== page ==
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Immediate maternal thermal response to skin-to-skin care of newborn

Authors

  • A Bergström,

    1. Division of International Health (IHCAR), Department of Public Health Sciences, Karolinska Institutet, SE-171 77 Stockholm, Sweden
    2. Department of Women's and Children's Health, Karolinska Institutet, SE-171 77 Stockholm, Sweden
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  • P Okong,

    1. Department of Obstetrics and Gynaecology, St. Francis Hospital, Nsambya, Kampala, Uganda
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  • A-B Ransjö-Arvidson

    1. Department of Women's and Children's Health, Karolinska Institutet, SE-171 77 Stockholm, Sweden
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Correspondence
Anna Bergström Division of International Health (IHCAR), Department of Public Health Sciences, Karolinska Institutet, SE-171 77 Stockholm, Sweden Tel: +46-70-458 0473 | Fax: + 46-(0)-8-311590 | Email: anna.bergstroem@gmail.com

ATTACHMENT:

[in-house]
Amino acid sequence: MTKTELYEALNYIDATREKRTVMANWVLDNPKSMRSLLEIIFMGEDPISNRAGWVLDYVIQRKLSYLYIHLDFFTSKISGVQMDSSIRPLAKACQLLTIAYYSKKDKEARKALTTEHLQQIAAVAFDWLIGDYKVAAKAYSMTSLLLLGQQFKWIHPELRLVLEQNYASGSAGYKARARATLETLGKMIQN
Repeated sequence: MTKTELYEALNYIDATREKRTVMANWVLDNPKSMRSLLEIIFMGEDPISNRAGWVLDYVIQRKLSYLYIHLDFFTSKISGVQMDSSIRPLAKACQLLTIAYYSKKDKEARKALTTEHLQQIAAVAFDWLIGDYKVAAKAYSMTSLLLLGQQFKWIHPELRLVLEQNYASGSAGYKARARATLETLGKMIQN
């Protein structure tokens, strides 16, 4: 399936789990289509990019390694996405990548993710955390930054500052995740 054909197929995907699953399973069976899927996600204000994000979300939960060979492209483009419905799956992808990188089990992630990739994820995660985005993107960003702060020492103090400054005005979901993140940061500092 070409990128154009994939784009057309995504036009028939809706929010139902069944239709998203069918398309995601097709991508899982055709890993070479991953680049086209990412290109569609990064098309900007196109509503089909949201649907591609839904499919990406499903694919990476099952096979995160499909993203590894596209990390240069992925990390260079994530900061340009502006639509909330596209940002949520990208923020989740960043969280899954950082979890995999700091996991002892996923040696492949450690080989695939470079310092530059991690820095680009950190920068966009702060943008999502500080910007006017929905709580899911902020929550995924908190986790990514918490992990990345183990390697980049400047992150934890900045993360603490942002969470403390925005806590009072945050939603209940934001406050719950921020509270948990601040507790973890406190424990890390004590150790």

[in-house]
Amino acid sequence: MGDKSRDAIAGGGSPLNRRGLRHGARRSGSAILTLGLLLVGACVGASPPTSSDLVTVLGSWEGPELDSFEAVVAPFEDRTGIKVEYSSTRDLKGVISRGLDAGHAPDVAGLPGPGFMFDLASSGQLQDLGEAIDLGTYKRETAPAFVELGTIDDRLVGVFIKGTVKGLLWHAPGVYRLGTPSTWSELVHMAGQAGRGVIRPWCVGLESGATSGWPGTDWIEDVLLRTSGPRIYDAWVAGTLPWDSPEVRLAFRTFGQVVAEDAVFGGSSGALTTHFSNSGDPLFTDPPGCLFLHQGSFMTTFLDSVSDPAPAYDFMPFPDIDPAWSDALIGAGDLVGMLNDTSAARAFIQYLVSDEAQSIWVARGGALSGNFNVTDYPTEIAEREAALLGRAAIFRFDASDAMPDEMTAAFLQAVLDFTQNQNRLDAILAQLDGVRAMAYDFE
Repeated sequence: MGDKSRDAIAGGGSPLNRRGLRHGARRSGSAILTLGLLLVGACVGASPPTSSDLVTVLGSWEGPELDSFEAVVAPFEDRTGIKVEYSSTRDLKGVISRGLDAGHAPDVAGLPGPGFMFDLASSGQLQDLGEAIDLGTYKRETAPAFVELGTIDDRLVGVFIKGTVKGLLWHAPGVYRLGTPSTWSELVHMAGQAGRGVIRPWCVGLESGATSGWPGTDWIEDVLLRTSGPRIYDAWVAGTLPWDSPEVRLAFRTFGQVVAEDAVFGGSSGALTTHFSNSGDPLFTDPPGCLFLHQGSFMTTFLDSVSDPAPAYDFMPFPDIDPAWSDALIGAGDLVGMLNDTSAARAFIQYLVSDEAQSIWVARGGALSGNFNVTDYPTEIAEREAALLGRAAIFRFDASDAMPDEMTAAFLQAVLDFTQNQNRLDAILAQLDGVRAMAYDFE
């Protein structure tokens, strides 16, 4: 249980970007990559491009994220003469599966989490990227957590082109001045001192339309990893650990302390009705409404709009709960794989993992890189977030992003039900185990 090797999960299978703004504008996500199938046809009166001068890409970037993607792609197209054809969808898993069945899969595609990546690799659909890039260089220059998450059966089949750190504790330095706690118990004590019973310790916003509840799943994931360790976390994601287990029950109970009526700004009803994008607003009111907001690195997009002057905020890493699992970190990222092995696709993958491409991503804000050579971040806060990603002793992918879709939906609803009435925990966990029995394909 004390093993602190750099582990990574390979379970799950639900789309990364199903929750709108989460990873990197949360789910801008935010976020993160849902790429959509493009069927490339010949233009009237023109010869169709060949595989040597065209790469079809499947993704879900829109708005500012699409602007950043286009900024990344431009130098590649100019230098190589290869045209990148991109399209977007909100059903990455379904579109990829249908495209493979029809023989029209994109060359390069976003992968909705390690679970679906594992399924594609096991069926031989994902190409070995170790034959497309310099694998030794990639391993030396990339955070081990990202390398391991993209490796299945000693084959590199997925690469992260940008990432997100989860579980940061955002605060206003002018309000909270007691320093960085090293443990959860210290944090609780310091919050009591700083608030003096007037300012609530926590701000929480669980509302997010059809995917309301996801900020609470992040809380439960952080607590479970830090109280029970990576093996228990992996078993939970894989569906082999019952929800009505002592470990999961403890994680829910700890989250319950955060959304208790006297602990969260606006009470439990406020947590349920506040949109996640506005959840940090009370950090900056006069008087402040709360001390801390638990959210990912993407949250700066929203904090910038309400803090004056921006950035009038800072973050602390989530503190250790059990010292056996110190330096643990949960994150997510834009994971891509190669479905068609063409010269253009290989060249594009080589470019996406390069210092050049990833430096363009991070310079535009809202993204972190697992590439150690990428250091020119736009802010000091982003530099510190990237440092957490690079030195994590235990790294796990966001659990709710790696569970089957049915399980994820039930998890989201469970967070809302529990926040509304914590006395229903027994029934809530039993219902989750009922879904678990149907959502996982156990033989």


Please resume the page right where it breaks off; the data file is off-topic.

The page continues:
Abstract

Aim: To elucidate the immediate maternal thermal skin response when placing the neonate on the mothers' chest, skin-to-skin (STS).

Methods: Ugandan mothers with non-asphyxiated newborns after vaginal delivery (n = 39) were studied. Maternal skin and axillary temperatures were measured immediately before STS contact, then every 2 min for 20 min and finally 10 min after removing the neonate. Neonatal axillary/forehead temperatures were measured immediately before STS contact, and twice after initiating STS, followed by a measurement 10 min after the newborn had been removed.

Results: A rapid thermal response was demonstrated in maternal breast skin immediately after STS contact. It rose by 0.5°C (p < 0.0001) on average the first 2 min after STS contact and fell by 0.5°C 10 min after we had removed the neonate (p < 0.0001). Maternal axillary temperature also rose 2 min after initiation of STS (p < 0.0001) but stayed constant 10 min after removal of the newborn from the STS position.

Conclusion: The findings indicate that there is a rapid maternal, thermal response to the positioning of the newborn STS. The tactile contact may elicit a maternal adaptation enhancing the warming of the newborn. Possible mechanisms include maternal autonomic nerve-mediated skin vasodilatation.

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